Question: I heard that most girls get “baby menstruation” at some point during the first two months. Why does this happen?
Answer: When a baby is in the womb, she is exposed to her mother’s oestrogen. After she is born, such hormones in her body rapidly decline, causing a “withdrawal bleed” that is similar to a mini-period. This is completely harmless and normal.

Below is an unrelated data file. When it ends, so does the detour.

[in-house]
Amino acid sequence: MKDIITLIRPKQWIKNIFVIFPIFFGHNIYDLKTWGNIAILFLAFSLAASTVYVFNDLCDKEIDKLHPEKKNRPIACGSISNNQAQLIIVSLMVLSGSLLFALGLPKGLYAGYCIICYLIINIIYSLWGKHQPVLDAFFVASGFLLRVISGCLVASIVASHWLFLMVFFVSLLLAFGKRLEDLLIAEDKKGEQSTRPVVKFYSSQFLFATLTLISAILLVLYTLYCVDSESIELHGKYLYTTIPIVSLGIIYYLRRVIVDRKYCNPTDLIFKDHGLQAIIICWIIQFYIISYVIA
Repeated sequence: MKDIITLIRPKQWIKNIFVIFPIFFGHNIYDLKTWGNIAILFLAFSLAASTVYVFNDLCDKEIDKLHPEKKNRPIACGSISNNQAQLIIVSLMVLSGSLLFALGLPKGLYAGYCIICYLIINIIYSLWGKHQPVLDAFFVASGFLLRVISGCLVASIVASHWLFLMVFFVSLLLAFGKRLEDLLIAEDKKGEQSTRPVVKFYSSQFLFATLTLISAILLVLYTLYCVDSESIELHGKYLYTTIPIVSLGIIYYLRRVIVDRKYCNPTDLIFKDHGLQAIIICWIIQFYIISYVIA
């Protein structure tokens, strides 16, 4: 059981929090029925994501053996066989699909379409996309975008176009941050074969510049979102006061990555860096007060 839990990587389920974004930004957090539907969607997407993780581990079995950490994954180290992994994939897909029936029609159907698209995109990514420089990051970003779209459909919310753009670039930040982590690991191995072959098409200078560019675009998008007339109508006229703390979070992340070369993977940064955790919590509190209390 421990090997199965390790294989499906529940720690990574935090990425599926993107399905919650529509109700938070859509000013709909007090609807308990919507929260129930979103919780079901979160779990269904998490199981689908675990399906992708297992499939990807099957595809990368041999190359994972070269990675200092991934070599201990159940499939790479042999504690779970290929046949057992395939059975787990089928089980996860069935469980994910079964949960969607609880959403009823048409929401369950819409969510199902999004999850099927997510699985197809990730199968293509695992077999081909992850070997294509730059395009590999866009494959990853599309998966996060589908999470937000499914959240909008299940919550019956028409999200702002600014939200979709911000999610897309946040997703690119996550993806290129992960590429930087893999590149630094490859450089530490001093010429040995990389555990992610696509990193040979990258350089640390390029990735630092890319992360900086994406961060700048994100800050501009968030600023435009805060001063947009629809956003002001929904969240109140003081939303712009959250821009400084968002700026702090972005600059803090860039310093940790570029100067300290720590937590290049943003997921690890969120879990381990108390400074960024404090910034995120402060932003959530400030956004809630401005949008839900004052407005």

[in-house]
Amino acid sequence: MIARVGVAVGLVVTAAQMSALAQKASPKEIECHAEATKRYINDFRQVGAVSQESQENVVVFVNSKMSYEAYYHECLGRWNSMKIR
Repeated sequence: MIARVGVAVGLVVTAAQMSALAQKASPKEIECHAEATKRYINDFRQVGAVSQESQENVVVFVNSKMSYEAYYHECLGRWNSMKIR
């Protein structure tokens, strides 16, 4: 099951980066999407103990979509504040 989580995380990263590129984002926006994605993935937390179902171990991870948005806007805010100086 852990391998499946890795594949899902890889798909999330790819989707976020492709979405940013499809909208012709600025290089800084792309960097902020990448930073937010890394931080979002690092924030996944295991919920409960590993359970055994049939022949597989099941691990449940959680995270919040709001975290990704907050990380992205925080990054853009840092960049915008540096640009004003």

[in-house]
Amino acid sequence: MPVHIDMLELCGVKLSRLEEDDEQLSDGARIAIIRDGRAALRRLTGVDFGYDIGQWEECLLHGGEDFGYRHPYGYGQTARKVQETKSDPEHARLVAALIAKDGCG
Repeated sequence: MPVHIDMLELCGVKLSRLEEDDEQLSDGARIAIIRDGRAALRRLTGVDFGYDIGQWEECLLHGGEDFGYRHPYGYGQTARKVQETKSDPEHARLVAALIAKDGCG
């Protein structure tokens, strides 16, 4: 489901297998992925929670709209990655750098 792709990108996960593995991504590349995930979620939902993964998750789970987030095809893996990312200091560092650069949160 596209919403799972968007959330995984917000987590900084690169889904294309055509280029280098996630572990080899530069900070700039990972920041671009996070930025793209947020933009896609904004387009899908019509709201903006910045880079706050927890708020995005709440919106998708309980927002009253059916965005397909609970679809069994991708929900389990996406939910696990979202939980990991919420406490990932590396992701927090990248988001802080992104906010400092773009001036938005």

This occurs within the first one to two weeks, most commonly on the fifth day of life in around 25 per cent of girls. You may see a whitish vaginal discharge just before it happens.
Exposure to maternal oestrogen can also cause a benign breast enlargement in both male and female babies, which goes away on its own. But if your baby has prolonged or excessive vaginal bleeding, it is important to ask a doctor to take a look at her, as this may be a sign of an underlying bleeding disorder.